In Cambridge, developed an ultra-efficient fuel cell from algae

<pre>In Cambridge, developed an ultra-efficient fuel cell from algae

Plants on the planet Earth have transformed millions of years of water and sunlight into energy that they use for their needs – scientists had something to learn from them. But sooner or later it is time to move on, and researchers from Cambridge have developed a new design of a fuel cell based on algae. They focused on minimizing losses in the transfer of energy from the cell to the consumer.

Algae do not produce electricity, it is formed as a by-product. In the process of photosynthesis and the formation of new chemical bonds in a living cell, some amount of free electrons is created. Some of them move beyond it – if you take this process under control, you can get the movement of electrons or electric current. This technology is called “bio-photovoltaics.”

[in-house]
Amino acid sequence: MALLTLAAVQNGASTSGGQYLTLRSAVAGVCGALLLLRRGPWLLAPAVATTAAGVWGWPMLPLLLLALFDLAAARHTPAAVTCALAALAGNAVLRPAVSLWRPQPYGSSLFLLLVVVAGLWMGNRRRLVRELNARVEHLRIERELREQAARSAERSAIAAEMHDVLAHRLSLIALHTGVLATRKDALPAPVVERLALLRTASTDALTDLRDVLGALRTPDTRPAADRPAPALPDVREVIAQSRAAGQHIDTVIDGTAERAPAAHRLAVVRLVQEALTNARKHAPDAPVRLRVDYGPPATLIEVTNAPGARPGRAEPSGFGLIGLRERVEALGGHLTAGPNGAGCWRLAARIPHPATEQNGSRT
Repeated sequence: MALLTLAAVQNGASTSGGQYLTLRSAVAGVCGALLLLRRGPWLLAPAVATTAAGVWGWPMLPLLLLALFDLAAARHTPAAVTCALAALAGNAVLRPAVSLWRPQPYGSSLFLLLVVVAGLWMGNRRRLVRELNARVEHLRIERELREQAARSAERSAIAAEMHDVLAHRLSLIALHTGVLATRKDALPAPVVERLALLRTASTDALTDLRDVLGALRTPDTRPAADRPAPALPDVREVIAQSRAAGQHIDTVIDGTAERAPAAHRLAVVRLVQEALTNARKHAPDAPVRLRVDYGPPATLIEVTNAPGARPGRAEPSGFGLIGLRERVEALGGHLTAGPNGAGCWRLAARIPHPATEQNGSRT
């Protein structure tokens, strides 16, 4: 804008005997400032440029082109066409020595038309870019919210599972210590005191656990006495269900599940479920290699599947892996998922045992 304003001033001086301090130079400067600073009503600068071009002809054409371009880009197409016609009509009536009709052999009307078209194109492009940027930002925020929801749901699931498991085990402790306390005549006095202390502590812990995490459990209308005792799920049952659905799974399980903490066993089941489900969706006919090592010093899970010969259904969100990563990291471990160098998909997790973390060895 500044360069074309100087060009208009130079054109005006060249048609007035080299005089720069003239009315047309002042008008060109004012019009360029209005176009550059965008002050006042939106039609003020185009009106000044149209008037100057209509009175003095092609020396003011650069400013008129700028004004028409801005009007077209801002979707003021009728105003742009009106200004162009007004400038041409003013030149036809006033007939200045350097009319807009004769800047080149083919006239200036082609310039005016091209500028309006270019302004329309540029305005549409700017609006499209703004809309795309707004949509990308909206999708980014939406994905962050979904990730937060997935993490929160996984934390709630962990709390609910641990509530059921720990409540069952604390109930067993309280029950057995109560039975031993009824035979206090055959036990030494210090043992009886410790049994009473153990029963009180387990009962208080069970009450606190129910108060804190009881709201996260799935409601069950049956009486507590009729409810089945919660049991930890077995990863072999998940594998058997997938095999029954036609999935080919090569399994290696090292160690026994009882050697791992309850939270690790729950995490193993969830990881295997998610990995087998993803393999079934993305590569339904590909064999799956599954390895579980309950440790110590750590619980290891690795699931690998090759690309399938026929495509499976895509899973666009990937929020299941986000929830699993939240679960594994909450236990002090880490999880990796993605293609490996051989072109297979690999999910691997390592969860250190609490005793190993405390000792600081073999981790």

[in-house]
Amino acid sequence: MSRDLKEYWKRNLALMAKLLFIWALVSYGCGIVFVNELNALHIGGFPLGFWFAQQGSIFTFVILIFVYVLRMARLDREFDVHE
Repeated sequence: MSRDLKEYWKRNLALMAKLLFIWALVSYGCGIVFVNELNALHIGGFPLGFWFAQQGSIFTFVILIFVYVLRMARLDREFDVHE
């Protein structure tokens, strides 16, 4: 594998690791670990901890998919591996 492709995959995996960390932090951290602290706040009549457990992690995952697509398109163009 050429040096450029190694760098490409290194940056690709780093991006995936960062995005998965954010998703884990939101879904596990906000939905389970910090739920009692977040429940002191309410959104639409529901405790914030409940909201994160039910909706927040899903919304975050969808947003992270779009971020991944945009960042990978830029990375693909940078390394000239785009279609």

Cambridge decided that if you divide the areas where photosynthesis takes place and where the electrons are “pumped out”, they can improve each of them separately. And create fundamentally different working conditions – for photosynthesis you need constant access to light, but the electric main is better to be isolated as carefully as possible, in order to avoid losses.

In passing, new GMO algae varieties have been tested, in which the generation of electrons during photosynthesis occurs more intensively. The result was a new fuel cell design, five times more productive than the previous version. And this is 0.5 W from 1 sq.m. and the “green battery” lives for a long time and can also be self-reproduced.

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